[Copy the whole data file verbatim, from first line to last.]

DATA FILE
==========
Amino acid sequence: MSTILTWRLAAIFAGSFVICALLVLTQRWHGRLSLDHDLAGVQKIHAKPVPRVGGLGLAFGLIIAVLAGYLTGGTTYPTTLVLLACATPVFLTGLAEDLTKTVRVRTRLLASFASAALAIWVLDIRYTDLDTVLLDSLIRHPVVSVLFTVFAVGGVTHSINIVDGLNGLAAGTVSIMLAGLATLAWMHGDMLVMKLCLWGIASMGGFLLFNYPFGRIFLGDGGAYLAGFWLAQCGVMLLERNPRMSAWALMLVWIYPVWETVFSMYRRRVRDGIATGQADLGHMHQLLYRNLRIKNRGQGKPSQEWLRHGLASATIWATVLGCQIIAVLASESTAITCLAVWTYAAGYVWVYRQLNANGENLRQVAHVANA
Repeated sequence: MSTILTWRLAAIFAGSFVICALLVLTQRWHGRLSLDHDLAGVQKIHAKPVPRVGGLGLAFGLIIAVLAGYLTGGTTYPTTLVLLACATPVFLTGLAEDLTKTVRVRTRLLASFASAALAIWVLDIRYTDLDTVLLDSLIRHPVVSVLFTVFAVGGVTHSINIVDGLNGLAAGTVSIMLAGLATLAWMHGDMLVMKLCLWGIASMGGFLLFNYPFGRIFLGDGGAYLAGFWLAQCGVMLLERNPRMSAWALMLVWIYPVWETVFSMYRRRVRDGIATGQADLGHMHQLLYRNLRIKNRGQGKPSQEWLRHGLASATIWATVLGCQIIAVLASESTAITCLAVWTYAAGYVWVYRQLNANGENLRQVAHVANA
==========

Amino acid sequence: MSTILTWRLAAIFAGSFVICALLVLTQRWHGRLSLDHDLAGVQKIHAKPVPRVGGLGLAFGLIIAVLAGYLTGGTTYPTTLVLLACATPVFLTGLAEDLTKTVRVRTRLLASFASAALAIWVLDIRYTDLDTVLLDSLIRHPVVSVLFTVFAVGGVTHSINIVDGLNGLAAGTVSIMLAGLATLAWMHGDMLVMKLCLWGIASMGGFLLFNYPFGRIFLGDGGAYLAGFWLAQCGVMLLERNPRMSAWALMLVWIYPVWETVFSMYRRRVRDGIATGQADLGHMHQLLYRNLRIKNRGQGKPSQEWLRHGLASATIWATVLGCQIIAVLASESTAITCLAVWTYAAGYVWVYRQLNANGENLRQVAHVANA
Repeated sequence: MSTILTWRLAAIFAGSFVICALLVLTQRWHGRLSLDHDLAGVQKIHAKPVPRVGGLGLAFGLIIAVLAGYLTGGTTYPTTLVLLACATPVFLTGLAEDLTKTVRVRTRLLASFASAALAIWVLDIRYTDLDTVLLDSLIRHPVVSVLFTVFAVGGVTHSINIVDGLNGLAAGTVSIMLAGLATLAWMHGDMLVMKLCLWGIASMGGFLLFNYPFGRIFLGDGGAYLAGFWLAQCGVMLLERNPRMSAWALMLVWIYPVWETVFSMYRRRVRDGIATGQADLGHMHQLLYRNLRIKNRGQGKPSQEWLRHGLASATIWATVLGCQIIAVLASESTAITCLAVWTYAAGYVWVYRQLNANGENLRQVAHVANA